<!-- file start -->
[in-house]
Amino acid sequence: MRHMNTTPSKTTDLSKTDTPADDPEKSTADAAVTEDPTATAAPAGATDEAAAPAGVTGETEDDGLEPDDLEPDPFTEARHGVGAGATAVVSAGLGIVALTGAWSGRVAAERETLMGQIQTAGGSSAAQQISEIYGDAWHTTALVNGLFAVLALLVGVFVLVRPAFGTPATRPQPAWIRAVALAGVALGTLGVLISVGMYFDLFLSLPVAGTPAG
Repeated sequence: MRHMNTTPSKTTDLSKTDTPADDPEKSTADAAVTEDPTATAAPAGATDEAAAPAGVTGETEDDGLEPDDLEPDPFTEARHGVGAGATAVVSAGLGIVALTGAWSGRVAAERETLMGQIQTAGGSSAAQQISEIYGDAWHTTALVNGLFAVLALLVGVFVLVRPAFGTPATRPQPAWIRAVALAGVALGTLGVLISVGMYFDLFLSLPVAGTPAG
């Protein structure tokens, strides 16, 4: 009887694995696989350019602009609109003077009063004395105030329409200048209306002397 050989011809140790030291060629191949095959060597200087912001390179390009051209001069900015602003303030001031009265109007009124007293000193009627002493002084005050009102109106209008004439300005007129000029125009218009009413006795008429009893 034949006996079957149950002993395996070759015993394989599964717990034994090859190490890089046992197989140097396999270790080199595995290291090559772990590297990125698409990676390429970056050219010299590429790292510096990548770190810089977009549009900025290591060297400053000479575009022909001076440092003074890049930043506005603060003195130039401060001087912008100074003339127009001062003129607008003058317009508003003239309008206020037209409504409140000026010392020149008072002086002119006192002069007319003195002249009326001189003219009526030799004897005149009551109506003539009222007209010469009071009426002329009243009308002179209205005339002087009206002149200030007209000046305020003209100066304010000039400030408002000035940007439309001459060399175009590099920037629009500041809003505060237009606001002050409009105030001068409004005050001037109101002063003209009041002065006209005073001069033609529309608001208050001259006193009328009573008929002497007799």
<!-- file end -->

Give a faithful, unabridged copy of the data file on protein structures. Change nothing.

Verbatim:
[in-house]
Amino acid sequence: MRHMNTTPSKTTDLSKTDTPADDPEKSTADAAVTEDPTATAAPAGATDEAAAPAGVTGETEDDGLEPDDLEPDPFTEARHGVGAGATAVVSAGLGIVALTGAWSGRVAAERETLMGQIQTAGGSSAAQQISEIYGDAWHTTALVNGLFAVLALLVGVFVLVRPAFGTPATRPQPAWIRAVALAGVALGTLGVLISVGMYFDLFLSLPVAGTPAG
Repeated sequence: MRHMNTTPSKTTDLSKTDTPADDPEKSTADAAVTEDPTATAAPAGATDEAAAPAGVTGETEDDGLEPDDLEPDPFTEARHGVGAGATAVVSAGLGIVALTGAWSGRVAAERETLMGQIQTAGGSSAAQQISEIYGDAWHTTALVNGLFAVLALLVGVFVLVRPAFGTPATRPQPAWIRAVALAGVALGTLGVLISVGMYFDLFLSLPVAGTPAG
């Protein structure tokens, strides 16, 4: 009887694995696989350019602009609109003077009063004395105030329409200048209306002397 050989011809140790030291060629191949095959060597200087912001390179390009051209001069900015602003303030001031009265109007009124007293000193009627002493002084005050009102109106209008004439300005007129000029125009218009009413006795008429009893 034949006996079957149950002993395996070759015993394989599964717990034994090859190490890089046992197989140097396999270790080199595995290291090559772990590297990125698409990676390429970056050219010299590429790292510096990548770190810089977009549009900025290591060297400053000479575009022909001076440092003074890049930043506005603060003195130039401060001087912008100074003339127009001062003129607008003058317009508003003239309008206020037209409504409140000026010392020149008072002086002119006192002069007319003195002249009326001189003219009526030799004897005149009551109506003539009222007209010469009071009426002329009243009308002179209205005339002087009206002149200030007209000046305020003209100066304010000039400030408002000035940007439309001459060399175009590099920037629009500041809003505060237009606001002050409009105030001068409004005050001037109101002063003209009041002065006209005073001069033609529309608001208050001259006193009328009573008929002497007799």